This article was written for NewForge ans is available at: http://software.newsforge.com/software/05/05/12/1624209.shtml?tid=93
Imagine you're an academic writing a book about Vietnam. The Vietnamese writing system is based upon the Latin script, but it's enhanced with a load of diacritic marks on top of or beneath the characters. OpenOffice.org would require you to use two different keyboards -- an English one and a Vietnamese one. Another possibility would be to memorize the all the keys from the two keyboard settings and regularly switch the keyboard character map depending upon the language you are about to write.
OpenOffice.org lets you process multiple languages within the same document easily, as long as you use only the characters your keyboard offers you. Anything beyond that requires you to Insert > Special Character. This is acceptable, as long as you don't need to enter too many of these special characters. This article discusses a convenient way to mix two or more languages in small amounts, as with single words or single characters.
Switching frequently between two languages gets annoying quickly. Microsoft Word has a handy feature to make working like this much smoother. In Word you can customize the command keystrokes to your needs, and you can make Word enter a special character by pressing a combination of keys.
OpenOffice.org also lets you customize key commands to your needs, but at first sight, it appears to lack the capacity to link special characters to specific keystrokes. But there's a handy workaround to this problem: You can link macros to a combination of keys. And by using OpenOffice.org's built-in macro recorder, you don't even need to know anything about how to design macros using OpenOffice Basic, the macro language shipped with OpenOffice.org.
OpenOffice.org uses the same principle as the Russian matrioshka dolls. When you open one, you find a smaller doll inside, and so on until there is a only one tiny doll left. Similarly, an OpenOffice.org macro is stored within a module, the module (along with others) is stored within a library, and libraries are stored within a container. The container may be the program OpenOffice.org itself (in which case you can use the macro every time you start Openoffice.org) or a document (in which case you can use the macro only when the document that contains it is open for editing).
Create your library
To beginning creating these macros, set up a new library to store them all. Don't save them in the standard library lest you get confused when you open a document that has a macro of the same name stored inside the document's standard library.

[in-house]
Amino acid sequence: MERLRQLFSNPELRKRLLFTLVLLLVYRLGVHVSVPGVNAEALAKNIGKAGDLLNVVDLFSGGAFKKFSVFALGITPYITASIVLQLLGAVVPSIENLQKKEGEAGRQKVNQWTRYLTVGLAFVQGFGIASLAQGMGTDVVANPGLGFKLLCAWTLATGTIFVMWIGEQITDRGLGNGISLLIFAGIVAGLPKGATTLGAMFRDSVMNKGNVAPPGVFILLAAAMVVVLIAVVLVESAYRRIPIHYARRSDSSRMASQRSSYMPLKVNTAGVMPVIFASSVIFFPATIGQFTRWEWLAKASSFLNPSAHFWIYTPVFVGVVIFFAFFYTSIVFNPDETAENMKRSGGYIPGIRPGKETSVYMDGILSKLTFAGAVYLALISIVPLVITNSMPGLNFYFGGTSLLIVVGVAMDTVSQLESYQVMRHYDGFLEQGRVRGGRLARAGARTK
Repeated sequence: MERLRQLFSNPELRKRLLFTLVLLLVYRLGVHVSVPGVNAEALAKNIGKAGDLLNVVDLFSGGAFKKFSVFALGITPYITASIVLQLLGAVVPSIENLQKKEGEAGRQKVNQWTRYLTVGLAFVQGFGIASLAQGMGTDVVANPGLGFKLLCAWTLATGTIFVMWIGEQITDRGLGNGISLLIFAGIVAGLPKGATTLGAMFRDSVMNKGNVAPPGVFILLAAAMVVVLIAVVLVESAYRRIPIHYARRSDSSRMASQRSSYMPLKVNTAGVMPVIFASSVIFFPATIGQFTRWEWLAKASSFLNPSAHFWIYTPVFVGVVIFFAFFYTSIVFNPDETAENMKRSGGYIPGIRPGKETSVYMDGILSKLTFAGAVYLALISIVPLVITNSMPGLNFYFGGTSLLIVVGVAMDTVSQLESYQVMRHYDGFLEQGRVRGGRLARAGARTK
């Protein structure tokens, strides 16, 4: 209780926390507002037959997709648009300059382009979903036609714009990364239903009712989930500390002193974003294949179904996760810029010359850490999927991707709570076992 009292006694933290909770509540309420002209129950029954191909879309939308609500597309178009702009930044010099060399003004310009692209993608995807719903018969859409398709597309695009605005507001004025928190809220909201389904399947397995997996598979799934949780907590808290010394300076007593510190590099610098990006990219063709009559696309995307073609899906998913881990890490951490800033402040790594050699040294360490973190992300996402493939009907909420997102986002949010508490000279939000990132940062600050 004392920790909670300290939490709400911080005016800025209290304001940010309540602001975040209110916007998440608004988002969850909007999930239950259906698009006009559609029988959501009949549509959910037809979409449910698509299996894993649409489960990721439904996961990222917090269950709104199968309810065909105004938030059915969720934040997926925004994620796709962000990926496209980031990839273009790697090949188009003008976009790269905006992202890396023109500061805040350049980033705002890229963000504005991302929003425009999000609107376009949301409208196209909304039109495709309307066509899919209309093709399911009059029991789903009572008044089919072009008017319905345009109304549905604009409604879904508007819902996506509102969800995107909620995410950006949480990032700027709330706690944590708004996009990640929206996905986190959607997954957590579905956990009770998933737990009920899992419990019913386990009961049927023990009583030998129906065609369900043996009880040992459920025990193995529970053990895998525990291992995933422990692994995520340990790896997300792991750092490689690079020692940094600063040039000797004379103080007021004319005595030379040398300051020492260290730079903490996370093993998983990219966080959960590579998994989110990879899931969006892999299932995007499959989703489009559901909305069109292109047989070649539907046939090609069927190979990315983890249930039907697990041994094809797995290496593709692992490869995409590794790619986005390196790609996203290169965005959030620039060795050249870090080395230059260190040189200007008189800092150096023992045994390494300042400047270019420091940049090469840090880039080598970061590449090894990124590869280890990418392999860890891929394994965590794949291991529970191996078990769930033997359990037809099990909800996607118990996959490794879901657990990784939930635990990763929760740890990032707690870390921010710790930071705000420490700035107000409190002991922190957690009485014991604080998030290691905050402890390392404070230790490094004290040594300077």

Select Tools > Macro > Macro... to see all the macros registered within the program. Click on Organize to set up a new library to store the macros you are about to create. Depending on your requirements you can decide to set up the library within OpenOffice.org (in which case, set it up within "soffice") or within just one document.
Record the macros
Now start the macro recorder. You should see now a small dialog pop up that lets you stop recording. Choose Insert > Special Character from the menu, look for a special character you need to use frequently, and insert it into the document, then stop recording.
Instantly, a dialog to organize macros pops open. Select the library you created in the earlier step and create within it a new module. Give it a name that you will let you distinguish which character the macro within will create. OpenOffice.org will store the macro as "main" in this module.
As a test, try running the macro. It should insert the special character you want.
Link the macro to a key
Now let's make the macro easy to access to run. Open Tools > Customize... and choose the Keyboard tab. Browse the list of keyboard commands for one that suits you. Then connect this keystroke with your macro. You find all the registered macros at the bottom of the category list at the bottom of the dialog.
Once you've gone through the process for one special character, you can record a macro for the others you use and find appropriate keystrokes for them.
There is one thing to watch out for when using this technique. Inserting special characters this way uses a specified font. For mathematical symbols like π you might use a specific Greek font anyway, but when it comes to diacritic marks within Latin script, you need to make sure that your macros use the same font you use in your document, or your work might end up with hodgepodge of different fonts. I recommend using one font that features all of the desired special characters and diacritics in your document, such as Gentium. Although this font by itself is not open source, you can use it for free.
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